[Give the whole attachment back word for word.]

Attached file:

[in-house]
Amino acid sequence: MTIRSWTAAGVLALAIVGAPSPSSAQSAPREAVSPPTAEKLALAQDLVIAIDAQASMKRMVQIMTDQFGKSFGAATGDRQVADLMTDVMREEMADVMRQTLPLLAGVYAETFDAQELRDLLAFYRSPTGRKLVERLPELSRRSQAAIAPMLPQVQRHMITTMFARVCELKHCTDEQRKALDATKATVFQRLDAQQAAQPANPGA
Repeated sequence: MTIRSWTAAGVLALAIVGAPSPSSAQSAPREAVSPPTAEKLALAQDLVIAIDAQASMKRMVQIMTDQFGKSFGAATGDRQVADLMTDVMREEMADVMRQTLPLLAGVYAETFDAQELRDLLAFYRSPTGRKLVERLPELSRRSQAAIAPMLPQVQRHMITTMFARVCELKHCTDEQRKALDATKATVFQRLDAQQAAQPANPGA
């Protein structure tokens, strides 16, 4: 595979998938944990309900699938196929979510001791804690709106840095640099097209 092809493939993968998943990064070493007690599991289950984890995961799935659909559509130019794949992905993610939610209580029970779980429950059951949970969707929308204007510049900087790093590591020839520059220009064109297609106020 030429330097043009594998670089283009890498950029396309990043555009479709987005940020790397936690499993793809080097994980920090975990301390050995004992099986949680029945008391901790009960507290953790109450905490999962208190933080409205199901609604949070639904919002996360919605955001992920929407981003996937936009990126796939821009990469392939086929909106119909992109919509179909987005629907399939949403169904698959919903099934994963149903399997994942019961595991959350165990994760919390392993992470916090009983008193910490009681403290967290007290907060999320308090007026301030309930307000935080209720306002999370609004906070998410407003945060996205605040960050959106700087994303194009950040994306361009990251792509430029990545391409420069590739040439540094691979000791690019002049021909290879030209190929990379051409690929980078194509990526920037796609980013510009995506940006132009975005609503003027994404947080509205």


[in-house]
Amino acid sequence: MTIRSWTAAGVLALAIVGAPSPSSAQSAPREAVSPPTAEKLALAQDLVIAIDAQASMKRMVQIMTDQFGKSFGAATGDRQVADLMTDVMREEMADVMRQTLPLLAGVYAETFDAQELRDLLAFYRSPTGRKLVERLPELSRRSQAAIAPMLPQVQRHMITTMFARVCELKHCTDEQRKALDATKATVFQRLDAQQAAQPANPGA
Repeated sequence: MTIRSWTAAGVLALAIVGAPSPSSAQSAPREAVSPPTAEKLALAQDLVIAIDAQASMKRMVQIMTDQFGKSFGAATGDRQVADLMTDVMREEMADVMRQTLPLLAGVYAETFDAQELRDLLAFYRSPTGRKLVERLPELSRRSQAAIAPMLPQVQRHMITTMFARVCELKHCTDEQRKALDATKATVFQRLDAQQAAQPANPGA
């Protein structure tokens, strides 16, 4: 595979998938944990309900699938196929979510001791804690709106840095640099097209 092809493939993968998943990064070493007690599991289950984890995961799935659909559509130019794949992905993610939610209580029970779980429950059951949970969707929308204007510049900087790093590591020839520059220009064109297609106020 030429330097043009594998670089283009890498950029396309990043555009479709987005940020790397936690499993793809080097994980920090975990301390050995004992099986949680029945008391901790009960507290953790109450905490999962208190933080409205199901609604949070639904919002996360919605955001992920929407981003996937936009990126796939821009990469392939086929909106119909992109919509179909987005629907399939949403169904698959919903099934994963149903399997994942019961595991959350165990994760919390392993992470916090009983008193910490009681403290967290007290907060999320308090007026301030309930307000935080209720306002999370609004906070998410407003945060996205605040960050959106700087994303194009950040994306361009990251792509430029990545391409420069590739040439540094691979000791690019002049021909290879030209190929990379051409690929980078194509990526920037796609980013510009995506940006132009975005609503003027994404947080509205």